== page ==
There are some things that are safe to assume in life: the sun will rise in the east, the sky is blue, and every generation thinks that the 'kids these days' are just not quite as great as they were.
On some level, I understand the desire to consider yourself a member of the last great American generation. And stereotypes about younger people can seem harmless at first glance. Everyone's heard the jokes about lazy, avocado-toast eating Millennials who buy $5 lattes and ruin industries as varied as diamonds and beer. Gen-Z has had less time to develop a culture, but jokes about TikTok using 'snowflakes' are becoming more widespread.
But the persistent stereotype of 'lazy' young people is markedly more harmful, especially as the COVID-19 pandemic leaves the younger generations even less secure than we were before.
Millennials and Gen-Z are twice as likely as Baby Boomers to say that COVID has wrecked them financially. For some Millennials, this has come only a dozen years after 2008's Great Recession upended their career trajectories for the first time. As a sophomore in college and a member of Gen-Z, the economic ramifications of COVID have had a similarly concerning effect for me. Friends of mine are re-considering majors and plans for graduate school, scared that there simply won't be jobs when we graduate. Many of the people I know who graduated in 2020 have had to move back in with parents or scramble to apply to graduate school as job opportunities simply evaporated. They've run out of options.
If 2008 is anything to go by, the recovery from this economic situation is going to be difficult. And it will likely hit young people the hardest. At a time like this, what's needed is cooperation and problem-solving. Not blaming the financial hardships of millions on their own supposed laziness instead of the obvious systemic issues in their way.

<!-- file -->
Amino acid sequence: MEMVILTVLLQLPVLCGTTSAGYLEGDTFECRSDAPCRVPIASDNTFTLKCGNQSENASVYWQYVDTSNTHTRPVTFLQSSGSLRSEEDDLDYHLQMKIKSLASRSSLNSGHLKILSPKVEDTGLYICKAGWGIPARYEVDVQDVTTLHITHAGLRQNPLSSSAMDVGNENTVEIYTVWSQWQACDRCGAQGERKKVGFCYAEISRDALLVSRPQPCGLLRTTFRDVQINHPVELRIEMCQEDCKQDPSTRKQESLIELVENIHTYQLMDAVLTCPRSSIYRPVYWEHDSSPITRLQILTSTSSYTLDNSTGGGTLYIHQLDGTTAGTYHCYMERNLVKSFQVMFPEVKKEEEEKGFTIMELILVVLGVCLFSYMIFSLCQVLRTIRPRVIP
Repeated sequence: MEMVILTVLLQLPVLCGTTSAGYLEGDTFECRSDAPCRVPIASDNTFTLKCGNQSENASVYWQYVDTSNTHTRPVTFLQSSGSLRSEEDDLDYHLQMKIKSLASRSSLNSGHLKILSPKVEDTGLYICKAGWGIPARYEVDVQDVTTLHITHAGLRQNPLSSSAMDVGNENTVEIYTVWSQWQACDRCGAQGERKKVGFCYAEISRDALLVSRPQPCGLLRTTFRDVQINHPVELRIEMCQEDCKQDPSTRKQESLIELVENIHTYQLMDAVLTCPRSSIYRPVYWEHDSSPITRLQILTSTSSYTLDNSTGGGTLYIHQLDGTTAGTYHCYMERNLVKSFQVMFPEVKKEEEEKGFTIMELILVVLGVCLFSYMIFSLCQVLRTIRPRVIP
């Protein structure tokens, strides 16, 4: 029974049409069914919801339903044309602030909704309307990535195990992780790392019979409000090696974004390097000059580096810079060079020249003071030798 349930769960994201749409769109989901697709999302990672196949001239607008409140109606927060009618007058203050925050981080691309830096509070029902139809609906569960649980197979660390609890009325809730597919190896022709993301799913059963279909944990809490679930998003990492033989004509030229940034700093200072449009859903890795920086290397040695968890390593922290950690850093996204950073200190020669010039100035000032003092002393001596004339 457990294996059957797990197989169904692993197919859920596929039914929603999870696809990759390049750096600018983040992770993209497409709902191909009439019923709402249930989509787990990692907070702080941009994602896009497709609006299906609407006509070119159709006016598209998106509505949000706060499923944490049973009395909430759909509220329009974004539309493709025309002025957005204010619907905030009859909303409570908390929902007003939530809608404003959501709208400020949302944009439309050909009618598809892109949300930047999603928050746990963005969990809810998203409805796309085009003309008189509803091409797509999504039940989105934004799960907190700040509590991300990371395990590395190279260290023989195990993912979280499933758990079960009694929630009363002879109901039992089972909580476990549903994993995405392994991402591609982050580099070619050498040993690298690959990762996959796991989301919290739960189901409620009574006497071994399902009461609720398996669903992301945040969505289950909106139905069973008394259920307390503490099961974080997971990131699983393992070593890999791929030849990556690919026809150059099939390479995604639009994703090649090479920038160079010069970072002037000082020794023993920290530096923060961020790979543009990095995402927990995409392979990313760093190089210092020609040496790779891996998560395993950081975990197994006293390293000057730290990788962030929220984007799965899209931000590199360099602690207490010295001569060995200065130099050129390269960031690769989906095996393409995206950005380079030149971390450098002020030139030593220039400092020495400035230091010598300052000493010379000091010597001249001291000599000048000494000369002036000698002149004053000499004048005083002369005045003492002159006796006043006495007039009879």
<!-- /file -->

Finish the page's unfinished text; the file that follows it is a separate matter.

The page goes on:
Millennials are more educated than any generation before them, and there's no reason to believe that older Gen-Zers will be any different. And yet they are drowning under student loan debt, are more likely to live with their parents, and less likely to start families. This simply cannot be written off to individual laziness.
What it can be ascribed to are large systemic failings. Education is extraordinarily expensive. Starting salaries are low. And when the economy is crashing every ten years it's even more difficult to get financially stable to begin with.
The same generations calling young people lazy helped shape the systems that have made it more difficult to get ahead. It would be more productive to fix those problems instead of perpetuating a mindset that blames individuals for outcomes shaped by the collective.